When you press enter on the Google search above, many ads for dating sites appear in the results: “Expat Dating Site Prague”, “ 1000s Czech Singles”, and “Czech Dating Site”, to name a few. However, nothing really comes up about the dating climate in general; even after trying multiple searches and going into even the fourth page of results, I could not find much about dating in the Czech Republic. Maybe I am a terrible researcher…Or, maybe this further supports the idea that Czechs are not so fond of discussing their personal lives.
As we know, Americans are very keen on sharing as much information online as their friends and family can stand. Twitter would not be where it is today if people weren’t so obsessed with talking about themselves and their lives. On the flip side, Czechs do not seem to possess the same personality trait (narcissism? friendliness? you decide). As a few different professors have confessed to my classes this semester, even American students in professional, classroom settings are more willing to share their thoughts about subject matter and their personal opinions. On the flip side, the Czech students that I teach English to are not as vocal about their inner thoughts and lives as I expected them to be—based on my experience in the United States.
Thus, Twitter does not have the power over Czechs that it does over Americans. In fact, Twitter does not even give users the options to see trending tweets in the Czech Republic. So, perhaps I am not the worst researcher in the world, and have simply stumbled upon another example of Czech “silence”.
Let me say, before I go any further, that I am not claiming that Czechs do not use social networking sites for dating; only that maybe it is uncommon to discuss this usage. There were few articles published about it, and virtually no data on the subject. This blog post is not an attempt to analyze Czech dating patterns—I unfortunately do not have the data nor authority to do so—but a basic study of some of the dating sites that originated in the Czech republic.
According to one article on visahunter.com, some of the most popular dating sites in the Czech Republic are Seznamka and Stesti.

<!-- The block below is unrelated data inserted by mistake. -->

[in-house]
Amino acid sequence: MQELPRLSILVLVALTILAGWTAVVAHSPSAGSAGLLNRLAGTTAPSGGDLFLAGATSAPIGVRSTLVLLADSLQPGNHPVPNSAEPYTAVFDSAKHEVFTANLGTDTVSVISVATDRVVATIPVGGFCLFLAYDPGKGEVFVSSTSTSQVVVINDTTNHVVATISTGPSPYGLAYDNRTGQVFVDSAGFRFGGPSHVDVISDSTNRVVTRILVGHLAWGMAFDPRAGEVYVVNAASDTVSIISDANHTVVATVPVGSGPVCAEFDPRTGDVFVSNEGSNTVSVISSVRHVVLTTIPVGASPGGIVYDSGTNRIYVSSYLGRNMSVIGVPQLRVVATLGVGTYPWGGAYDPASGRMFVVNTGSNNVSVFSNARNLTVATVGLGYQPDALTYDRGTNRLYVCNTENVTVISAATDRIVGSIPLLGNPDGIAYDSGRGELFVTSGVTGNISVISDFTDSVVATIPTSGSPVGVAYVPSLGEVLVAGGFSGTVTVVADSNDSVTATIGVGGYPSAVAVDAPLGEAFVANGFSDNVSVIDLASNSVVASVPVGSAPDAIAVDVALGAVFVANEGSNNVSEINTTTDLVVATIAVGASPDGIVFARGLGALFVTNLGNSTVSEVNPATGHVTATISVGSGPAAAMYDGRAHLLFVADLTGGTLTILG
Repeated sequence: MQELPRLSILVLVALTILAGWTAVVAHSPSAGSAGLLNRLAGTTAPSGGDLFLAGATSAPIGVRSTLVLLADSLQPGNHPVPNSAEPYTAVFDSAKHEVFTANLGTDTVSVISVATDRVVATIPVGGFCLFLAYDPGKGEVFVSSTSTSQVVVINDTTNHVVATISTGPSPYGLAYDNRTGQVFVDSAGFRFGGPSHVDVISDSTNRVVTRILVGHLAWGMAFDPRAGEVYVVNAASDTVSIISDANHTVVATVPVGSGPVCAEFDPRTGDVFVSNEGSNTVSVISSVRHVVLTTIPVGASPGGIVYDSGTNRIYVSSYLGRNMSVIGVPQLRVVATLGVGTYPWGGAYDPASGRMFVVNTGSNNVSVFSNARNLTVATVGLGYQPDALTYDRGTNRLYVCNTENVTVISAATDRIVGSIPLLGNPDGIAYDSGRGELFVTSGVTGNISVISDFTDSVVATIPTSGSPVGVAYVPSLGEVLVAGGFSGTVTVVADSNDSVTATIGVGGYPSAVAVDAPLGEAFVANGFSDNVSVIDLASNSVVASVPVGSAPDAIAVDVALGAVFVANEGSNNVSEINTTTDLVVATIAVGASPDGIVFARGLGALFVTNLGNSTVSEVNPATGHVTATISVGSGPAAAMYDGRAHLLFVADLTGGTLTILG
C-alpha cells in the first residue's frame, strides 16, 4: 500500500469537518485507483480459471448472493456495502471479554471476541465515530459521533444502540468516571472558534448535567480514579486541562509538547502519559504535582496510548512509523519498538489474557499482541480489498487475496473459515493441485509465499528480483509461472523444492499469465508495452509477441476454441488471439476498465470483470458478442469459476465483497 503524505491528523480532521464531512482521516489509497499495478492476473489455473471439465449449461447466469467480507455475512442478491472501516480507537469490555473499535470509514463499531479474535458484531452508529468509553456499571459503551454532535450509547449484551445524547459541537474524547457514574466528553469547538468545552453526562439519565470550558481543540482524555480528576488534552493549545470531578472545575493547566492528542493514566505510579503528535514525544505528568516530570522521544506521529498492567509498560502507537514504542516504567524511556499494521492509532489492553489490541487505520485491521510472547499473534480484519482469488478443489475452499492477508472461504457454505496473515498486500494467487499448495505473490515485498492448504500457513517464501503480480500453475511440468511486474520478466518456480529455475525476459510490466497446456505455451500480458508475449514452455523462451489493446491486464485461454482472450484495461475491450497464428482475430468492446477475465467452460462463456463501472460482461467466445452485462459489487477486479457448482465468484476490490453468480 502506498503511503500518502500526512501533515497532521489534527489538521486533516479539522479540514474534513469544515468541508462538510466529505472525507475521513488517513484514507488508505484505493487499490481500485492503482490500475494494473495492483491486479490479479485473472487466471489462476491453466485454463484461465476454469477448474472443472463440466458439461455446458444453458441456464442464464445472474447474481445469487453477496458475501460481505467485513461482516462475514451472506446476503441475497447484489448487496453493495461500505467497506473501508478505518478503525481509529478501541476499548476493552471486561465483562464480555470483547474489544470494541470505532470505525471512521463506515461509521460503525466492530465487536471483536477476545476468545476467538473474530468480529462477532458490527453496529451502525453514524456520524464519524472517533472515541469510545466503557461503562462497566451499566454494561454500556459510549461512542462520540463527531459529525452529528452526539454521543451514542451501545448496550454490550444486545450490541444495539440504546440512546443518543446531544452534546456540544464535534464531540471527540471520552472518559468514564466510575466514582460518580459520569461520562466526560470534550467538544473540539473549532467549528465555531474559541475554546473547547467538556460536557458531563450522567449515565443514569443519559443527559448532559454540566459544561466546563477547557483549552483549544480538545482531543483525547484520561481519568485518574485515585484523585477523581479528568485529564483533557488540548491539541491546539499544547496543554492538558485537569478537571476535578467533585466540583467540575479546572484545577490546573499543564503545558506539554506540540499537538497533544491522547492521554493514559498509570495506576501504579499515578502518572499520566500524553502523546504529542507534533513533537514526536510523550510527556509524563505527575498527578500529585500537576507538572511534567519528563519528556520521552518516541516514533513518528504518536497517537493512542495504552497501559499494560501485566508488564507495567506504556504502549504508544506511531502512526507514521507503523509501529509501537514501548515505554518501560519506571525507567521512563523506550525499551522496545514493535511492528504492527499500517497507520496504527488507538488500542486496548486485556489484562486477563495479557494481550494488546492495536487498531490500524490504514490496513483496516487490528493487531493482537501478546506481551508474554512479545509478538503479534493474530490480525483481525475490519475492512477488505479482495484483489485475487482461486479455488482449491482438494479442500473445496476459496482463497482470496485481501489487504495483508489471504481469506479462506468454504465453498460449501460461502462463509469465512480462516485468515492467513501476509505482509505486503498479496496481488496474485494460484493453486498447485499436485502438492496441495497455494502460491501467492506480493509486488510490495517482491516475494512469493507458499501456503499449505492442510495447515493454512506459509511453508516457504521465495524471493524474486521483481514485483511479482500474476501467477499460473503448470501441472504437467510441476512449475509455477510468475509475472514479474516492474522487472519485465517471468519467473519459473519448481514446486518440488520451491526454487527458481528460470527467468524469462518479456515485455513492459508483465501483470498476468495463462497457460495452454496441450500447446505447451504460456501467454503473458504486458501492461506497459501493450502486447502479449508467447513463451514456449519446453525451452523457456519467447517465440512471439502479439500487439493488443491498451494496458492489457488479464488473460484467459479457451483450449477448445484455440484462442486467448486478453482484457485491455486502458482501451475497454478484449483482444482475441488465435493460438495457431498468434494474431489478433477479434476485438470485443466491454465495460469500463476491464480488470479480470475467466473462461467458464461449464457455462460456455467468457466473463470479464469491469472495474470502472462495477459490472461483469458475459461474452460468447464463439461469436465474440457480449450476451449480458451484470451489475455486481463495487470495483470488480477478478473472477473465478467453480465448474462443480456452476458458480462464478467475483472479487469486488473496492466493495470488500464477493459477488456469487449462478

Seznamka was established in 1998, and according to them, they are “one of the largest and longest-operating in the country”. From looking at the homepage, it appears that the site functions via “ads” placed by users trying to find some particular thing in the dating world. There are categories of these ads to chose from and search through: serious familiarization and non-binding flirt, and then several based on interests, dates, location, and even a category for partner exchange.
Stesti is mostly the same, but with an even more direct approach. Users’ profiles are readily displayed on the front page of the website with a very brief description—username, age, and location. At the top of the page is what looks like either popular “advertisements” or recent comments made by users looking for love.
This page reinforces my thesis: there are no long-winded descriptions about how many yoga classes someone has taken or about how much they love their sports car. Instead, ads like “Hi, I am here…where are you?” are more common. It is a very direct system that shows only the most important, distilled facts about a user. Assumably, this method is quite popular, and would allow for users to keep most of their information private until a face to face meeting.
Only the advertisements tab includes longer descriptions of what the person is looking for. Even individual profiles are fairly simplistic.
Across the Atlantic, we have OkCupid, which usually produces this sort of profile:
This profile has managed to include several paragraphs about himself, that tell you so much, yet so little about him. It’s even difficult to determine what kind of relationship they are looking for. From this, and many other profiles like it, one can further confirm the difference of social media usage by Czechs and Americans: Czechs seem to prefer streamlined, direct, yet private presentation, whereas Americans use floods of “information” to intrigue potential partners.
From my observations I feel I can absolutely confirm that social media provide allegorical models of the societies in which they originate or are popular. Differing social and political histories and current climates undoubtedly contribute to all parts of society. Online dating is not immune to the typical behavior patterns of a group of people, as exhibited by this small sample. While the Czech “advertisements” were often more direct and less flowery, American profiles presented vague personal statements and an overabundance of personal information. Even in this small study of dating sites and profiles’ appearances, strong cultural differences are clear.
Featured Image: Screen shot by Caroline Miranda